Teradici recently announced support for Azure Stack Hub, making them the first third-party virtual desktop provider to support Azure Stack Hub as a platform. Azure Stack has changed a lot since I wrote about it in 2018 around the use of certified hardware. Teradici has also been evolving with a new addition to their remote protocol with support for new features such as Dynamic Network Adaptation, and new multi-codec support.
So, we thought we’d take a closer look at what’s new with Azure Stack Hub and the combination with Teradici.
What’s new in Azure Stack Hub
Azure Stack Hub (formerly known as Azure Stack, before Microsoft renamed the entire hybrid offering as part of the Azure Stack portfolio) is Microsoft’s on-premises cloud platform, and has been on the market for over two years now. Azure Stack Hub is a locked-down cloud platform that is based upon Windows with Hyper-V and provides a management plane and services/API’s similar to public Azure. (You can read more about Azure Stack Hub architecture and setup here.)
Azure Stack Hub aims to provide somewhat similar capabilities in terms of services and management with Public Azure, but so far has not been able to provide that many new capabilities. However, Azure Stack Hub was never intended as a real alternative to Azure, except for use cases where Azure could not be used; it could also provide a somewhat similar platform, or at least some form of consistency.
Use cases could be disconnected scenarios or compliance demands where we needed to have all data residing within our own datacenter. I’ve even seen Azure Stack deployments in factories in distant locations where there is limited or no internet connectivity, which has then been used for collecting and analyzing data at the edge using the built-in capabilities.
The platform also got a lot of publicity during last year’s Microsoft Ignite keynote where they mentioned that they are working on a new Azure Stack Hub offering which will provide GPU capabilities like the N-Series virtual machines enabled by NVIDIA V100 GPUs. Also, with Microsoft being awarded (for now) the JEDI contract, one can only speculate that Microsoft will need to focus and invest a lot more time in developing Azure Stack Hub further with new capabilities and scalability.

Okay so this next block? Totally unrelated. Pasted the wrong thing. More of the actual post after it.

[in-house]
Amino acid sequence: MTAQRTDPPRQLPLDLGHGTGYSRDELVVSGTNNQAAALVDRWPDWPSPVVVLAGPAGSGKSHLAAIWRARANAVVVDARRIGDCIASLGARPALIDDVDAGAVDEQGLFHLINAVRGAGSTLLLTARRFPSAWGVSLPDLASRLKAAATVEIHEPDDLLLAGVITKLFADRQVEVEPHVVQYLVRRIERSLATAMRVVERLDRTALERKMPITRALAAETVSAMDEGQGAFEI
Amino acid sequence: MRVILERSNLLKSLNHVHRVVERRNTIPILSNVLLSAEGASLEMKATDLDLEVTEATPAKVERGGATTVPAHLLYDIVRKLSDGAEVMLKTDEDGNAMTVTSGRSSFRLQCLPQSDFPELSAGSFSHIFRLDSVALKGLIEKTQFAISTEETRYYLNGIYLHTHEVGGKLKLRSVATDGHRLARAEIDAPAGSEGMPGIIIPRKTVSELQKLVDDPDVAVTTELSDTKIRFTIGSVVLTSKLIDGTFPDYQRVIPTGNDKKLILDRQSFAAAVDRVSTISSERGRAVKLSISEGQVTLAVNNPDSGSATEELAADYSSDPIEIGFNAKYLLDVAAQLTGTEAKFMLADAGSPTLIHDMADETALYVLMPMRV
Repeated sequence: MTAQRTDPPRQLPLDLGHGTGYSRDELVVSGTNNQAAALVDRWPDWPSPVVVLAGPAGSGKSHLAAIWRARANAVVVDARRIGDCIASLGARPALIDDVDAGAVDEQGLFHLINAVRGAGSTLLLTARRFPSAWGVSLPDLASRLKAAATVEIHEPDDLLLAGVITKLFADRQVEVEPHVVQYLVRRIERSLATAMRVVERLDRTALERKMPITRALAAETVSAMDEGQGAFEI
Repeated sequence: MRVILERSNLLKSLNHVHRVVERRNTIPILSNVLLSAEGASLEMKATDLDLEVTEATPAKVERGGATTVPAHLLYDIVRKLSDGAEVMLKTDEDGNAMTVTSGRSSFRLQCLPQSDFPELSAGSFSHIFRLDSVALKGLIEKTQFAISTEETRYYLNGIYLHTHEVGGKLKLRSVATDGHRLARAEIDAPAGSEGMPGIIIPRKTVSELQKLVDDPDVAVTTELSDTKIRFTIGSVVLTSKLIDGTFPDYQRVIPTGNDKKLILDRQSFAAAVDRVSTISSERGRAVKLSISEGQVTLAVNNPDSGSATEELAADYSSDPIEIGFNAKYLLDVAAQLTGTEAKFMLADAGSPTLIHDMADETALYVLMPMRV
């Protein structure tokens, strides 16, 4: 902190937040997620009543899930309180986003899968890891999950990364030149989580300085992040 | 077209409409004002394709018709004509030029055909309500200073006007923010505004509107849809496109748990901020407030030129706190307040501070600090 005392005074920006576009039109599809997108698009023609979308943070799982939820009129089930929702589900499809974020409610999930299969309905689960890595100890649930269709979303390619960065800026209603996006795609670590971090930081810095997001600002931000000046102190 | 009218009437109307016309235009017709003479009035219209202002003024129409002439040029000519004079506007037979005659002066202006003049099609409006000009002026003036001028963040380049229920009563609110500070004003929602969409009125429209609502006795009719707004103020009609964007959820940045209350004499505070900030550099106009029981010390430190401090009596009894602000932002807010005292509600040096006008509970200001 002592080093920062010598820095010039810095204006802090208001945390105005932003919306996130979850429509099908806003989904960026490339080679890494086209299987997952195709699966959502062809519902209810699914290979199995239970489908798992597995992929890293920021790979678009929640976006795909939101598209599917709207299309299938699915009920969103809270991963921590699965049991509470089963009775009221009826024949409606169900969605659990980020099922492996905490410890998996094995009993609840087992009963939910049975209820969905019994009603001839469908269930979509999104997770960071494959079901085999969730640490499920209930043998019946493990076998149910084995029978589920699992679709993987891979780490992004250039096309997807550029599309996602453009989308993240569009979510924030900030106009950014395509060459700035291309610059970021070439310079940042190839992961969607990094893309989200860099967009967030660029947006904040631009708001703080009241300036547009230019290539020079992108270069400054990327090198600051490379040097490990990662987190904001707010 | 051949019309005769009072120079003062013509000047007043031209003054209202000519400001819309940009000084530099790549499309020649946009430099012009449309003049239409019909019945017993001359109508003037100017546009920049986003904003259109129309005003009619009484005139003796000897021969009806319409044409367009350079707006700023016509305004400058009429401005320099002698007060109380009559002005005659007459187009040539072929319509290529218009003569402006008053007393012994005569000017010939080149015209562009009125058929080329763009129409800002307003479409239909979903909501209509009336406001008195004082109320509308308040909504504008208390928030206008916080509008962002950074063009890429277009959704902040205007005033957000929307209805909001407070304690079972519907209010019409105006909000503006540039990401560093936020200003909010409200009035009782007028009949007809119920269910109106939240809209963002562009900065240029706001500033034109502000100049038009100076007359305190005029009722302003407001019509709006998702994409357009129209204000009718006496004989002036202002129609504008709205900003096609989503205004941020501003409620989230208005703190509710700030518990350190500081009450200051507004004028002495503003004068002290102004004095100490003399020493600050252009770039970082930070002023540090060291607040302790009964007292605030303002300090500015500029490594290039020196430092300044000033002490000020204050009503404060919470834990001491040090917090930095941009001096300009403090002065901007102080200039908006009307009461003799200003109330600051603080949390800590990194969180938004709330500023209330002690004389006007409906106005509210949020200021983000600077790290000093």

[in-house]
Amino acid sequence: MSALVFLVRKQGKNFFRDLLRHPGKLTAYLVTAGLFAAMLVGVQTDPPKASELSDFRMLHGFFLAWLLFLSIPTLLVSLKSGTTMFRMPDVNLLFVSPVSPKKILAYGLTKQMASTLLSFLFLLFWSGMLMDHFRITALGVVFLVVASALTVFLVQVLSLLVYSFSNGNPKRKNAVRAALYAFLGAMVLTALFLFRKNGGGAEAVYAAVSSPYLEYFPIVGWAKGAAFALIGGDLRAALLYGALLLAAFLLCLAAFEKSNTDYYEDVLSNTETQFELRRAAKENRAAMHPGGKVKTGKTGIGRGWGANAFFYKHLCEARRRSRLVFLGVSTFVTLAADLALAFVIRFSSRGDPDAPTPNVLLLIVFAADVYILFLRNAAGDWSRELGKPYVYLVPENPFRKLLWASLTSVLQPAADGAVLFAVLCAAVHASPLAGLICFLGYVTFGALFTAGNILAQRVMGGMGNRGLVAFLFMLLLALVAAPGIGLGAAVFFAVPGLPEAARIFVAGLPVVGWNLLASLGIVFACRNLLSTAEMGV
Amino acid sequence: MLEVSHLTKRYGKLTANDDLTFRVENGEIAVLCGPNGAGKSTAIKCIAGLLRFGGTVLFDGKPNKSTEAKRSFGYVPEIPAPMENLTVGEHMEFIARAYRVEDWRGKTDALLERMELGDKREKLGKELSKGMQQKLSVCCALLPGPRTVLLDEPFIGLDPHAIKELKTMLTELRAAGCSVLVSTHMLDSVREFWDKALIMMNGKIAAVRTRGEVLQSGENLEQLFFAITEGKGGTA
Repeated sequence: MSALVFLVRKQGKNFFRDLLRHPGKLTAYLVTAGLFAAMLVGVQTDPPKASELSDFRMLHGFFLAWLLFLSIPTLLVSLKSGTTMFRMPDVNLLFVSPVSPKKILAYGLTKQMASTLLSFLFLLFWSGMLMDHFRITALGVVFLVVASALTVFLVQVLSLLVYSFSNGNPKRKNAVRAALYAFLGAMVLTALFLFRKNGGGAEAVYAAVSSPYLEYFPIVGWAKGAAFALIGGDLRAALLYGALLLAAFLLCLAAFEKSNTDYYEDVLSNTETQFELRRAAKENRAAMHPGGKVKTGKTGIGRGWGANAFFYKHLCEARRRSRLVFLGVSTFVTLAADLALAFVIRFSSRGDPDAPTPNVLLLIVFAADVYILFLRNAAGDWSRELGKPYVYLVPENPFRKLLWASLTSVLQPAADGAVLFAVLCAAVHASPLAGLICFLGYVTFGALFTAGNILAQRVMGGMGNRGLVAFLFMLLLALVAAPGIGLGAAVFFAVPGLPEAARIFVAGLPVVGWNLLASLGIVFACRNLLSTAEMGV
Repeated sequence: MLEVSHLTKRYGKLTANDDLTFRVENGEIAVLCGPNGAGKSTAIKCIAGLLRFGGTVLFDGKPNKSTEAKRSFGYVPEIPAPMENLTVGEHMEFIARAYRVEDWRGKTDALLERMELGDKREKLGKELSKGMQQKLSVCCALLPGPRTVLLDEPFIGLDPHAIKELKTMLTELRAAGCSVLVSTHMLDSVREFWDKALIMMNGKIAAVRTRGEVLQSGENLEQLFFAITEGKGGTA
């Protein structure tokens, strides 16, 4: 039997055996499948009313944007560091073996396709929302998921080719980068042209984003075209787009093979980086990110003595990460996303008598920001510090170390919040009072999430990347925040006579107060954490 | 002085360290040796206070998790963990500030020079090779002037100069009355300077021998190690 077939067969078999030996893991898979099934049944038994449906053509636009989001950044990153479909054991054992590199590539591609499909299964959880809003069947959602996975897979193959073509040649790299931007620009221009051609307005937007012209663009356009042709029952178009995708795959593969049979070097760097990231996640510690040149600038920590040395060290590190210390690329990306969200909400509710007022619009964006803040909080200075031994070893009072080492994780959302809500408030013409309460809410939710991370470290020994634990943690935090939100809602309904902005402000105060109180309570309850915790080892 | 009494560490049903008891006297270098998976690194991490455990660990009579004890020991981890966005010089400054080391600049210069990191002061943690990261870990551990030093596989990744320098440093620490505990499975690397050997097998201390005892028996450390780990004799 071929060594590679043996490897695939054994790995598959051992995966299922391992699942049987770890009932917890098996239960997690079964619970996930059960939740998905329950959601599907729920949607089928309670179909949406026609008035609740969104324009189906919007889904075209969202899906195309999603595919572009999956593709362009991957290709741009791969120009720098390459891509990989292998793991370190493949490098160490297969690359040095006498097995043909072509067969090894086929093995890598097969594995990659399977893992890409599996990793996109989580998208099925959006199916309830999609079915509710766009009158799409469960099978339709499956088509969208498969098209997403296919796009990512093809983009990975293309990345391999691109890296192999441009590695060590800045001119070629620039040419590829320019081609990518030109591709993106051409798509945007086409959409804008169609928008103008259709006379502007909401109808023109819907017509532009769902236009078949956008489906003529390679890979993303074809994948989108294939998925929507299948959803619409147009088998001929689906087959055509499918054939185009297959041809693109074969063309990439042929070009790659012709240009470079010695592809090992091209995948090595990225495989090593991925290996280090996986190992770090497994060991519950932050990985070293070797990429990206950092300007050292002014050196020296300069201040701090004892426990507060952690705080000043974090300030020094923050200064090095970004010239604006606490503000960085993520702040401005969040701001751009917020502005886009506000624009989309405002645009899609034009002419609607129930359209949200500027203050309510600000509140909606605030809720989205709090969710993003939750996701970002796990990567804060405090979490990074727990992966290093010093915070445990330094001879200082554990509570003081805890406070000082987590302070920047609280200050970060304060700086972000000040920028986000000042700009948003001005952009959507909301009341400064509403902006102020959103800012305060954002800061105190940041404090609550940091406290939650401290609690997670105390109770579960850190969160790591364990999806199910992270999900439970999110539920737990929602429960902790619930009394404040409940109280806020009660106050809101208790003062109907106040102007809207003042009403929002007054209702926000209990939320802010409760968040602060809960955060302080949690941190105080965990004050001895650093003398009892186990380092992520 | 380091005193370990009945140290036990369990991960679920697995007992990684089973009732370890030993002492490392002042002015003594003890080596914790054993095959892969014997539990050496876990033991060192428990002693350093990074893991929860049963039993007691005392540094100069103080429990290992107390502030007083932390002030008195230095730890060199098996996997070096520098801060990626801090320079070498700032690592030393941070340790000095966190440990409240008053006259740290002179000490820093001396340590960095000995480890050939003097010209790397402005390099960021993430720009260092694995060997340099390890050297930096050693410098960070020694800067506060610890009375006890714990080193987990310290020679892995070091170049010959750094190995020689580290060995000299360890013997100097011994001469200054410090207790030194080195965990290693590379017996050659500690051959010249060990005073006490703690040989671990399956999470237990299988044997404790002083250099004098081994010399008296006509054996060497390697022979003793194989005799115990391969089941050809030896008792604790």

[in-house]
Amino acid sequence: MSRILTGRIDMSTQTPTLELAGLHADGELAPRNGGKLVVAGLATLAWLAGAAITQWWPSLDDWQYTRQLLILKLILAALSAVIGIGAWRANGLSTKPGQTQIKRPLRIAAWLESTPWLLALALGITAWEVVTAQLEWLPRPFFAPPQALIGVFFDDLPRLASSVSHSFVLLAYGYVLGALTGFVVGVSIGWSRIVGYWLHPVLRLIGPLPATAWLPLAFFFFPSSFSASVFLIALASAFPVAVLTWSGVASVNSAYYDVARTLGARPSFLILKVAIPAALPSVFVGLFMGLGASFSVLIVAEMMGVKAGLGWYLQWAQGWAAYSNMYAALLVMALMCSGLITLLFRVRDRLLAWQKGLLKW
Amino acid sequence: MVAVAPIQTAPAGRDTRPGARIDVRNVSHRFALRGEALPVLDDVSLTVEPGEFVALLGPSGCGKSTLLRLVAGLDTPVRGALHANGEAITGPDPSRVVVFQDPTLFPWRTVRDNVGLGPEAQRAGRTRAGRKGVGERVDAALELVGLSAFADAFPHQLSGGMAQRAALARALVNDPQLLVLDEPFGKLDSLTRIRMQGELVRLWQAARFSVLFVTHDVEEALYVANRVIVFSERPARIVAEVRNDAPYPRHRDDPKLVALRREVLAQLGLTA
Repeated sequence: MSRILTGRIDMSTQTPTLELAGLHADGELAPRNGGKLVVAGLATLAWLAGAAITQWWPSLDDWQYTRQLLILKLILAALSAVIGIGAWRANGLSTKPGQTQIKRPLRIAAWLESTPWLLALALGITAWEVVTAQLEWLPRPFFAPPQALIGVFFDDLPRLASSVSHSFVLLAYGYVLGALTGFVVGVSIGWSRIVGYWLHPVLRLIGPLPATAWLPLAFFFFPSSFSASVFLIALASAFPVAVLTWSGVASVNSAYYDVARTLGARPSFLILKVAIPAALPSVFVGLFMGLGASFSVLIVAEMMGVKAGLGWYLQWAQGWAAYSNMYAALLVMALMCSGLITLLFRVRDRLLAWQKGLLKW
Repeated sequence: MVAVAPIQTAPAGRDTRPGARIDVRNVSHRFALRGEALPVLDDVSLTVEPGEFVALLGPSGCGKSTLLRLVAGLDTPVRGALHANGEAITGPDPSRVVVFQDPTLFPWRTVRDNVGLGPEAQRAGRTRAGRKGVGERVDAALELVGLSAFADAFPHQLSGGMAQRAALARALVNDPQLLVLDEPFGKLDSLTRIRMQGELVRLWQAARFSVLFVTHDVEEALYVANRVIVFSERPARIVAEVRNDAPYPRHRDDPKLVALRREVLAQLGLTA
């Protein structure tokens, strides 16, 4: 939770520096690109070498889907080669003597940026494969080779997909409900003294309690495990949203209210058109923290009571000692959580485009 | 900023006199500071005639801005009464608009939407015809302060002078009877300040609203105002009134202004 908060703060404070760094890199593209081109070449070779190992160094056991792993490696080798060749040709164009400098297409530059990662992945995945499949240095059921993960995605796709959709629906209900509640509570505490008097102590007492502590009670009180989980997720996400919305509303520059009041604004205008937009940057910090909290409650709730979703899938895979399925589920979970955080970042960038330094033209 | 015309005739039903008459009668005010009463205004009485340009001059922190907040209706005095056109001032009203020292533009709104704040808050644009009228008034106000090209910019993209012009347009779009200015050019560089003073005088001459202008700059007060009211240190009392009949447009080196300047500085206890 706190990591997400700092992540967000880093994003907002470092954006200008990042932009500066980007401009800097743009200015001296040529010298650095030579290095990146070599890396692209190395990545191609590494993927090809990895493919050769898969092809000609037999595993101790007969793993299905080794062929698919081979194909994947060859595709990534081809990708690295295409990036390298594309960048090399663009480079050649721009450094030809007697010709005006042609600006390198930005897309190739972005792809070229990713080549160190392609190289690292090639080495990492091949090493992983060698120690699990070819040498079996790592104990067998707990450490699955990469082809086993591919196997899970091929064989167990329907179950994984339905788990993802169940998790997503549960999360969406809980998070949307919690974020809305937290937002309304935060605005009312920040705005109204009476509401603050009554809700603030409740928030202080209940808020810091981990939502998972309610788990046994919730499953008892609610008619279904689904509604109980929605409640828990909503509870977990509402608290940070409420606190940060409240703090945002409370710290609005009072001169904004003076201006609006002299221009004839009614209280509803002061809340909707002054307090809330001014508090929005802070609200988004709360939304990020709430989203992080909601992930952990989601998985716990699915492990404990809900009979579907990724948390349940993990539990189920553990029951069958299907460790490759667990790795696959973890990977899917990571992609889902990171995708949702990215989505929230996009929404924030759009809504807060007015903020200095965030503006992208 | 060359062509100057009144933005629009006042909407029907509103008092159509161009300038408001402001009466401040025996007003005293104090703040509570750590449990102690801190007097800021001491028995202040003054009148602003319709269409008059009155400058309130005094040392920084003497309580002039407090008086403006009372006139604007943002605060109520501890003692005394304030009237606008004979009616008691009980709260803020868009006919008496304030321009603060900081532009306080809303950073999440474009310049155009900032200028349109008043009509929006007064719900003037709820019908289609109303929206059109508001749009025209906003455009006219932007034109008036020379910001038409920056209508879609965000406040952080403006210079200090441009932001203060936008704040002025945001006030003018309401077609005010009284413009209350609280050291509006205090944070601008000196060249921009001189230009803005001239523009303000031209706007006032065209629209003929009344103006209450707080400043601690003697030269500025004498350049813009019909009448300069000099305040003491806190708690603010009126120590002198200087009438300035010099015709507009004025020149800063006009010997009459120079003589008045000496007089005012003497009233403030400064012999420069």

Microsoft has also announced support for running Windows Virtual Desktop on Azure Stack Hub, meaning that we will be allowed to run multi-user Windows 10 VDI sessions on Azure Stack Hub. It will be the only licensed platform to run multi-user Windows 10 outside of Microsoft Azure. We should note that the management and data component will still be running on Azure, which means that WVD will likely never work on fully disconnected scenarios.
Now during the time it has had in the market, Azure Stack Hub has sparked little interest from EUC vendors around delivering native virtual desktops on the platform. Meanwhile, other vendors have been focusing on building out support for the native public cloud platforms, such as GCP, AWS, and Azure.
I was curious when Teradici announced that they were the first third-party provider to support the delivery of virtual desktops on Azure Stack Hub with their Cloud Access Software.
Teradici also mentioned that they intend to support the GPU edition of the Azure Stack Hub once that is released, as well, which will allow customers to utilize the PCoIP protocol for GPU-based workloads on Azure Stack Hub.
Because Teradici did not build any custom integration, they released their software in the syndicated marketplace, so operators had an easy deployable template. This also makes it easier to do automated deployments using the automation layer that Azure Stack Hub provides.
It should be noted that Teradici has a component called Cloud Access Connector which supports brokering and provisioning of machines against Microsoft Azure, but this is not yet available for Azure Stack Hub.
Where this could be useful
So why did Teradici invest in Azure Stack Hub? Essentially, for preparation for what’s to come. First, to support businesses that have invested into Azure Stack Hub for compliance and governance demands. Secondly, to support those businesses that are using the platform for applications that have certain regulatory/security requirements, which now can be delivered in combination with Teradici.
Many companies have already invested into the platform, but moving forward and with the development that Microsoft will be making into the platform I believe that more customers will be looking into Azure Stack as their main platform for use cases where public Azure cannot be used. With the combination now with Teradici it will make it easier for customers to utilize Azure Stack Hub more effectively to provide VDI as a workload, and combining this with support for using multi-user Windows 10 will make it even more compelling.
Another target is for MSPs, which deliver Azure Stack to their customers. They can now finally have a VDI solution as part of their offering, since this has been a missing link for some time.
Also looking back at those deployments in factories where they would use Azure Stack for collecting and analyzing data, combining that with a supported rugged thin client and with a VDI session using PCoIP would provide for a good use case for locked VDI platform combined with at edge computing.
However, I would like to see Teradici build more integration into Azure Stack Hub in terms of provisioning to ensure a streamlined deployment of VDI sessions. I’m curious to see what they have in store moving forward.